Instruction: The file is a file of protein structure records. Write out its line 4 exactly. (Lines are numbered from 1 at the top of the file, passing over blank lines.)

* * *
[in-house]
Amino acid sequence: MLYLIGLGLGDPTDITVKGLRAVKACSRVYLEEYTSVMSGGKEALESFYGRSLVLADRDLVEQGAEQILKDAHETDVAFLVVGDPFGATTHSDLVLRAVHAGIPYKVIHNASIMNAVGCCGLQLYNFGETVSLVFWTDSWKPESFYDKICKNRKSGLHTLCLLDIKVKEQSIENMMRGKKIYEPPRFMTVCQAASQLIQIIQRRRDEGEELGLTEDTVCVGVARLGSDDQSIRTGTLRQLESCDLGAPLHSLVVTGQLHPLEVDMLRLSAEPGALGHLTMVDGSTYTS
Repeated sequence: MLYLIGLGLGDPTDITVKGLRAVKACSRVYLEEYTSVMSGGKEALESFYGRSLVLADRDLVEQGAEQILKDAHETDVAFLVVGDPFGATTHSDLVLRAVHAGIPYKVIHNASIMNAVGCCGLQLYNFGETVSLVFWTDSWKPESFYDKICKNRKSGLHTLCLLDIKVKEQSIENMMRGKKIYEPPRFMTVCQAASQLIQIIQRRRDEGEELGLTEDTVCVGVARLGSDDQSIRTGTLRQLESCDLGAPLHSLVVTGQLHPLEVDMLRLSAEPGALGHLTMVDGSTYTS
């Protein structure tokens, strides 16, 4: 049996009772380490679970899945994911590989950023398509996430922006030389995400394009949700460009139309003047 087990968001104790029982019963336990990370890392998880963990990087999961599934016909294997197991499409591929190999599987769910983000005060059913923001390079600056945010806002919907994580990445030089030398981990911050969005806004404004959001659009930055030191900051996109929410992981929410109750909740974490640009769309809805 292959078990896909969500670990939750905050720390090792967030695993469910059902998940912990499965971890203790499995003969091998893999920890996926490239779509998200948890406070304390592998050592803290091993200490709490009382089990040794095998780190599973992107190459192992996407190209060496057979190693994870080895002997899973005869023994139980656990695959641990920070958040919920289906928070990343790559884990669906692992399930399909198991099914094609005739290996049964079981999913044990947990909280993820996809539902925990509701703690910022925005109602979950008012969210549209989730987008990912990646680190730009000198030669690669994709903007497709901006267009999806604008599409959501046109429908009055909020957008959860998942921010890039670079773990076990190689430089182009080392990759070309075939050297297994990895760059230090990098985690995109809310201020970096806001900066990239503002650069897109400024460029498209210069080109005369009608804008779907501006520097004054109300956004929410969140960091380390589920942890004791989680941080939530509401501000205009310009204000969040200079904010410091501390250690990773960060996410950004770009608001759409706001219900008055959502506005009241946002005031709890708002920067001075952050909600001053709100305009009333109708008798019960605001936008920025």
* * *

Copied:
């Protein structure tokens, strides 16, 4: 049996009772380490679970899945994911590989950023398509996430922006030389995400394009949700460009139309003047 087990968001104790029982019963336990990370890392998880963990990087999961599934016909294997197991499409591929190999599987769910983000005060059913923001390079600056945010806002919907994580990445030089030398981990911050969005806004404004959001659009930055030191900051996109929410992981929410109750909740974490640009769309809805 292959078990896909969500670990939750905050720390090792967030695993469910059902998940912990499965971890203790499995003969091998893999920890996926490239779509998200948890406070304390592998050592803290091993200490709490009382089990040794095998780190599973992107190459192992996407190209060496057979190693994870080895002997899973005869023994139980656990695959641990920070958040919920289906928070990343790559884990669906692992399930399909198991099914094609005739290996049964079981999913044990947990909280993820996809539902925990509701703690910022925005109602979950008012969210549209989730987008990912990646680190730009000198030669690669994709903007497709901006267009999806604008599409959501046109429908009055909020957008959860998942921010890039670079773990076990190689430089182009080392990759070309075939050297297994990895760059230090990098985690995109809310201020970096806001900066990239503002650069897109400024460029498209210069080109005369009608804008779907501006520097004054109300956004929410969140960091380390589920942890004791989680941080939530509401501000205009310009204000969040200079904010410091501390250690990773960060996410950004770009608001759409706001219900008055959502506005009241946002005031709890708002920067001075952050909600001053709100305009009333109708008798019960605001936008920025």